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TCI to offer Internet service through cable

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by Karen E. Culp

SBJ Staff

Cable means television to most people, but in the next few months in Springfield, cable could become a means of getting access to the Internet.

TCI of Springfield is working on upgrading its system to accommodate two-way communication, and it plans to start offering Internet access service in March of 1999, said Ross Summers, general manager. That date is tentative and is subject to change, he added, but the cable company has been working for the past few months on making its system compatible for two-way communication.

"In the past, cable has always been one-way. We send the image to the customer, but we don't have to worry about getting communication back from them. What we're doing now will allow us to integrate that two-way communication," Summers said.

The program, called TCI @Home, is already up and running in test markets, such as large TCI systems in California, Summers said. The Springfield market will have some beta testing before the full system is rolled out, and the southeast portion of town will be the first to get the service, mostly for geographic reasons, said Matt Mayhan, system engineer for TCI.

"We have five fiber trunks and we picked the one that was geographically close to our headquarters (the TCI office on Enterprise), and we have lots of customers in that area," Mayhan said.

TCI will commence Internet service in other areas of the city quickly after initial service begins, however, Summers added.

The beta testing for the Springfield @Home service is to begin in February.

The total Internet service project is to cost $3.5 million, Summers said.

In order to make way for two-way communication, the cable system is installing two-way equipment at each of its 4,500 amplifier locations, Mayan said. The company is also adding about 25 miles of coaxial cable for interconnections. The entire system will have to be balanced and tested before service begins, Mayhan added.

"The levels are critical. We've got to be sure we've got it all right before we start signing customers up," Mayhan said.

Though the company is not keeping a formal list of subscribers who are interested in the service, a number of people have called to inquire about when @Home will be available in Springfield.

"Lots of people are offering to be beta testers. We are getting a lot of interest in the program," Summers said.

Though the @Home project and the TCI-AT&T merger are not connected @Home is a TCI product the changes to the system will be beneficial when AT&T begins to offer local phone service in the market area.

"A lot of the guys working on the project call this the @Home project, but I remind them that this is simply making the system two-way; we don't know what might be on it ultimately," Mayhan said.

The TCI-AT&T merger is set to close in the early second quarter of 1999, Summers said.

Summers added that the two-way nature of the system will accommodate several forms of voice, data and video.

"The same technology that will operate the modems will make telephony work," Mayhan said.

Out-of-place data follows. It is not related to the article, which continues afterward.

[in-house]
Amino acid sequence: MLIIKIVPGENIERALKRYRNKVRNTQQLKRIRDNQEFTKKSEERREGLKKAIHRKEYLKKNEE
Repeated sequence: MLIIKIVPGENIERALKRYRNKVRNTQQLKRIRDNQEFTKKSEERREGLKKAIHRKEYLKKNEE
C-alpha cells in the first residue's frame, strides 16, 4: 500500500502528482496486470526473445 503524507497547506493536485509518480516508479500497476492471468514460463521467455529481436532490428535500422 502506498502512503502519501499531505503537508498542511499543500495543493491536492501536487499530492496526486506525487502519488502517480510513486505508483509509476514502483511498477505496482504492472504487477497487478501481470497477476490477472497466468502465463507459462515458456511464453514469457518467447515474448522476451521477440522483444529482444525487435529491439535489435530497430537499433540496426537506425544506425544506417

The service will work with the cable that is already in the customer's home, and will require a special modem. Summers said the company is hoping this will eliminate the need for a second phone line in many households. Those who don't subscribe to cable can get the service without adding cable television service to their home.

The projected cost for the service will be $39.95 a month, plus a one-time installation fee of $150, which includes a network card installed in the customer's computer, Mayhan said. The cost may be adjusted for this particular market.

Any standard TCP/IP software will work with the network, but @Home has its own supported software, as well. @Home has its own Web browser, which is based on Netscape Navigator 4.0. The @Home network will work with Windows 95 or higher and a 486 or higher processor, plus at least 16 MB of RAM. The system will work with Macintosh MacOS 7.5.3 or higher with PowerPC or PowerMac with a minimum of 16 MB of RAM.

The speed of the @Home system is to be much faster than dial-up Internet service, Summers said. The maximum speed of transfer is 10 megabits per second, but actual speed is dependent on several factors, such as file size, congestion on the network, etc.

The @Home service is strictly for residential customers or those who have home-based businesses. Another product, @Work, is set to be rolled out for commercial customers in the next couple of years, Summers said.

Mayhan said the @Home system is "not just a pipeline, but has some intelligence built into it."

"The system has its own content, which makes it a little different from some others," Summer said.

Other cable systems are also getting into the modem business; Time-Warner's product, Roadrunner, is already available in some markets. TCI of Springfield will probably be the first market in Missouri to offer modem access through cable. Kansas City uses Time-Warner, but is not likely to get the modem service there anytime soon, Mayhan said. Columbia and Jefferson City, which also have TCI, will be getting @Home soon after Springfield, Summers said.

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